The Next Age Institute (NAI) at NUS Arts and Social Sciences is developing a new Singapore Financial Capability and Asset Building (FCAB) curriculum to enhance social work education locally and better equip social work professionals to help low-income vulnerable individuals and families manage their finances.
Unveiled on 21 February, the new initiative will provide social workers with skills to help the less fortunate navigate their financial difficulties and gain access to appropriate services to improve their financial well-being and achieve better life outcomes. There is currently no formal training for social workers and students on financial capability and asset building in Singapore.
“Social workers can play a very important role in supporting and uplifting vulnerable individuals and families by integrating financial planning in their interventions with vulnerable families and in the long term, helping them realise their aspirations,” said Guest-of-Honour Associate Professor Muhammad Faishal Ibrahim, Parliamentary Secretary, Ministry of Social and Family Development (MSF).
The initiative is supported by MSF, Singapore Association of Social Workers, National Council of Social Service, and the Institute for Financial Literacy, as well as Citi Foundation, which is providing approximately $180,000 in funding support for the development of the FCAB curriculum.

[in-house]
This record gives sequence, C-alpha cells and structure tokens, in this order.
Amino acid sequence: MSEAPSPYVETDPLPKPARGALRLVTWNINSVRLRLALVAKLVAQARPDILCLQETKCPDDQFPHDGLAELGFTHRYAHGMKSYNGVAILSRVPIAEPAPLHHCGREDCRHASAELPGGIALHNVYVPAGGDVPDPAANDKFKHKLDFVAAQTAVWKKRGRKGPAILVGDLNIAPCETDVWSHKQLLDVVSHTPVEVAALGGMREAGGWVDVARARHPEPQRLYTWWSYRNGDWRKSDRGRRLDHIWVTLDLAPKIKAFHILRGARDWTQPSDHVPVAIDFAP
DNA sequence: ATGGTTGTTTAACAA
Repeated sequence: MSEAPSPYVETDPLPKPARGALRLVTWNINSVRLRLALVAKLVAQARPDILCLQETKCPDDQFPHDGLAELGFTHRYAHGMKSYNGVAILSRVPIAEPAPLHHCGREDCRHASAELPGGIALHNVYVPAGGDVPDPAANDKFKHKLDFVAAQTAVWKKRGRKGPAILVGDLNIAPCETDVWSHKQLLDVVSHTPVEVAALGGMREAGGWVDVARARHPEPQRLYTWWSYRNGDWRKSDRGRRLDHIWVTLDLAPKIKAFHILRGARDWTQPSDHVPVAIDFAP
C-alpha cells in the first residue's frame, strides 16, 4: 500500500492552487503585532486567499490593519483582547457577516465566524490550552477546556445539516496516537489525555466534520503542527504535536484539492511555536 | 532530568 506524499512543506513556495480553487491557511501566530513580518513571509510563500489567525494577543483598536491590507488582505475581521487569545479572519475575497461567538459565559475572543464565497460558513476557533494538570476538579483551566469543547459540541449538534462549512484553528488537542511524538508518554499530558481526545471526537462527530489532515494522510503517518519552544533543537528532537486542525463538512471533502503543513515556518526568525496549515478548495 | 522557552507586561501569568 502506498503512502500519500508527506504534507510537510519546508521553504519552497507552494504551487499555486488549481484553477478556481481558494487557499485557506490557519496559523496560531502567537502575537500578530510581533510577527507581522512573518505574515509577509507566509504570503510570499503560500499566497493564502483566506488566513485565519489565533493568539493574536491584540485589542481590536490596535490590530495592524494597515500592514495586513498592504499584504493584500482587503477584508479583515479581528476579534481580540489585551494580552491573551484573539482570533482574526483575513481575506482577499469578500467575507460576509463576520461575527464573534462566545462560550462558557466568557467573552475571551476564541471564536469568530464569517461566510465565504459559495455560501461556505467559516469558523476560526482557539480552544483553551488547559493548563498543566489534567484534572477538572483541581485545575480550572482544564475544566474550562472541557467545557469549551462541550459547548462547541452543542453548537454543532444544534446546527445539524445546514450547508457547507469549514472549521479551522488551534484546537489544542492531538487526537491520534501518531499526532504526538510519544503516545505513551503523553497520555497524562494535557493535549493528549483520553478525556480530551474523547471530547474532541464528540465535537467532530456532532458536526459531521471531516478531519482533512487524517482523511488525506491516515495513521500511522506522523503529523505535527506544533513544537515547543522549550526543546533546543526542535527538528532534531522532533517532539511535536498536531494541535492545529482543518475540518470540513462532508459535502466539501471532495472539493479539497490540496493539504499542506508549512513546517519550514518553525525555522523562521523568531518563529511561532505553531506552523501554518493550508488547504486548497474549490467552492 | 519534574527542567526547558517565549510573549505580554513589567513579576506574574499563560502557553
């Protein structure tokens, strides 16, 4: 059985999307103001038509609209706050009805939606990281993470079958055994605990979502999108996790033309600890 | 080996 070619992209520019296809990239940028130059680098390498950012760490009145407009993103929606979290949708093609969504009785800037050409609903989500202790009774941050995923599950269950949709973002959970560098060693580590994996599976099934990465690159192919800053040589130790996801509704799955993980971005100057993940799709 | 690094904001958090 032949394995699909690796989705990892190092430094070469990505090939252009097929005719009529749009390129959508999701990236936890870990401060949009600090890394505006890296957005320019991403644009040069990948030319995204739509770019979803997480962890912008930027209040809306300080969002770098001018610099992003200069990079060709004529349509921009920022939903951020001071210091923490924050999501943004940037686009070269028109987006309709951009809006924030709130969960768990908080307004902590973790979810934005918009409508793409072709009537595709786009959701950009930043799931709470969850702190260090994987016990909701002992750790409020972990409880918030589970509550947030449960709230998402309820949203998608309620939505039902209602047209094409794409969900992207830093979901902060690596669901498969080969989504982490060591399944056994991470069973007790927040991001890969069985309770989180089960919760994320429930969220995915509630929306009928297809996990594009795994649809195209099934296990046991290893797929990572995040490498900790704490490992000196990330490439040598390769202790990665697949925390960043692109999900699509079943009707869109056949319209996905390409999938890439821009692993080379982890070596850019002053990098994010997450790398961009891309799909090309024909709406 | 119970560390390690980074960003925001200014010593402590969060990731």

NAI has been in close collaboration with key stakeholders to gather feedback on the content requirements, which will be adapted from a curriculum developed in the US, and will also be conducting focus group discussions with social workers to assess training needs and identify gaps in practice.
Key topics that NAI hopes to introduce in the curriculum include understanding and managing household finances, debt negotiation, as well as building financial security for old age. Social workers can also be equipped to support families in planning for their children’s educational needs, acquiring more stable housing options and making retirement plans.
Plans are underway for a pilot to be introduced for about 100 social workers, as well as with NUS Social Work undergraduates as an elective module in 2018. Some 1,400 social work practitioners who are registered with the Social Work Accreditation Board in Singapore are expected to benefit from this curriculum.
Mr Mohamed Fareez, social worker and Centre Head of Cheng San Family Service Centre, believes such a curriculum would help to go beyond simply providing referrals to financial aid institutions. “As social workers on the ground, we sit down with families and plan for their future and that financial capability aspect would be very important for us to make some form of assessment of where they are at financially, and think about the options they can tap on.”